The guest at Thursday’s first “Brews and Views” speaking engagement of the year was Sandy Close, a revered San Francisco-based journalist whose work around the globe earned her a MacArthur Foundation “Genius” award.
One of moderator Lenny Mendonca’s first questions to Close was to ask what animates her today. (Mendonca is a member of the group that owns the Half Moon Bay Review.) Close’s answer was surprising: the coming U.S. Census.
“How are you going to govern the governed if you don’t know who they are,” she told a crowd at the Half Moon Bay Brewing Co. that night. “The Census becomes imperative.”
The U.S. Census, as most know, is the federal government’s effort to systematically acquire and record information about the people who live in the country. It is enshrined in the U.S. Constitution, which requires a full count every 10 years. This is one of those counting years.
While that may seem a straightforward task (if not necessarily a simple one), it has become more political than ever in 2020. Many have distrusted the federal government and the true purpose of the count for years. That’s not new. But the Trump Administration’s efforts to add a citizenship question gave the skeptical plenty of reasons for concern. The U.S. Supreme Court blocked the question, but many — particularly in American immigrant communities — continue to worry that anti-immigration forces will use the count to harm individuals in a variety of ways.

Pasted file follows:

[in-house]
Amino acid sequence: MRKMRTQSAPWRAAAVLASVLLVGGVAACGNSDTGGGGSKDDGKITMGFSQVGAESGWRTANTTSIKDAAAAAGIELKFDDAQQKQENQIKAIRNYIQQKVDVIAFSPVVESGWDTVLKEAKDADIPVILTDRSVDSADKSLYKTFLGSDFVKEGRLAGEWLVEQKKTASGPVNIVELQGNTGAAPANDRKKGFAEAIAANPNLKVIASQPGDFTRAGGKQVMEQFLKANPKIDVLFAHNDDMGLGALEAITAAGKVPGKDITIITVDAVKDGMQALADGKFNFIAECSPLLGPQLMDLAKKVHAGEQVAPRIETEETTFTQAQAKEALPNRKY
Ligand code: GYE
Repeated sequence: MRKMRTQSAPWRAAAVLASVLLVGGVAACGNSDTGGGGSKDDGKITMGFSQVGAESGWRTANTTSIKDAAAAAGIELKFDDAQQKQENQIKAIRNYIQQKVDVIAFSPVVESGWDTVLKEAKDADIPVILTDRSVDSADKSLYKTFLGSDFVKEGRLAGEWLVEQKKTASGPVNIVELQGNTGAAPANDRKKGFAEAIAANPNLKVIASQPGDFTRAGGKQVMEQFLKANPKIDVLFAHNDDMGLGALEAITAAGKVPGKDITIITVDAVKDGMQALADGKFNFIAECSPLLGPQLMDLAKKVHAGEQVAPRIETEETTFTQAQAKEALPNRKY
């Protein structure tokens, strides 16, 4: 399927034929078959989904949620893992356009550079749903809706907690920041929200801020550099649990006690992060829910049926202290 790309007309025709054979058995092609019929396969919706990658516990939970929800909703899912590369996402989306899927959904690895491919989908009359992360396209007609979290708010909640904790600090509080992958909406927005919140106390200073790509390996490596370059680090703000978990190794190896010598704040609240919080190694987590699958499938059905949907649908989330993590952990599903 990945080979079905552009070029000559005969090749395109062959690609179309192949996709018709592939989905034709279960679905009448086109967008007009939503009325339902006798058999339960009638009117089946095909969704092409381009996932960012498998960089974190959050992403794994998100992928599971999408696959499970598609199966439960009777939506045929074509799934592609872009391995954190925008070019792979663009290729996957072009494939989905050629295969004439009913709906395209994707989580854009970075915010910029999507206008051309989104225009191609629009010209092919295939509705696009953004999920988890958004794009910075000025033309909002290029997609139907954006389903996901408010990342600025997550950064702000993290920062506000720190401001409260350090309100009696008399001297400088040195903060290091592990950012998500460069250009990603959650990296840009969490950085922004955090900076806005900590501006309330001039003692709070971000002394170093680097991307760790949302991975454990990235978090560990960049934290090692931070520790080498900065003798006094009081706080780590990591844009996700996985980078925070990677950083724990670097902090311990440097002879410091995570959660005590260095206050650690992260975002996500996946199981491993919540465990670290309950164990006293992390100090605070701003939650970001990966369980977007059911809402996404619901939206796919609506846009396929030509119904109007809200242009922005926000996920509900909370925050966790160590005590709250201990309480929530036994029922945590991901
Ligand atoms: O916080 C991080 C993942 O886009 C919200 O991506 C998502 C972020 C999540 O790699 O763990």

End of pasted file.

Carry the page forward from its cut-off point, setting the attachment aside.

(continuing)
Many undocumented workers, people of color and others from marginalized communities worry that their information will be given to law enforcement, used to deny benefits or otherwise make them targets for government intrusion.
Many of your neighbors are likely to make themselves scarce when the Census letter arrives or a Census worker comes to call. That could have a devastating effect on California. We already know hundreds of thousands of people have left for less expensive habitation in an exodus that will likely claim representation in Congress and our fair share of $1.5 trillion in federal funds that are annually doled out through the states.
This month the U.S. Census Bureau begins with counting in remote parts of Alaska. It is also hiring thousands of people, many to go door to door when residents fail to answer the query that begins in earnest in March.
Now is the time to remind your neighbors of the importance of being counted. We understand why some don’t trust the federal process, but the real fear is that an undercount will steer government resources elsewhere.
Sandy Close spoke at length about the importance of the Census during her Coastside appearance, and that may have been a surprise to everyone in an audience who came to hear her speak about the future of journalism.
But it’s fair to say she sees the Census as a baseline for understanding our communities and that is fundamental to journalism. It will help us to answer twin questions Close said are at the heart of our humanity: “Who are we and who are we becoming?”
This year, be counted.
— Clay Lambert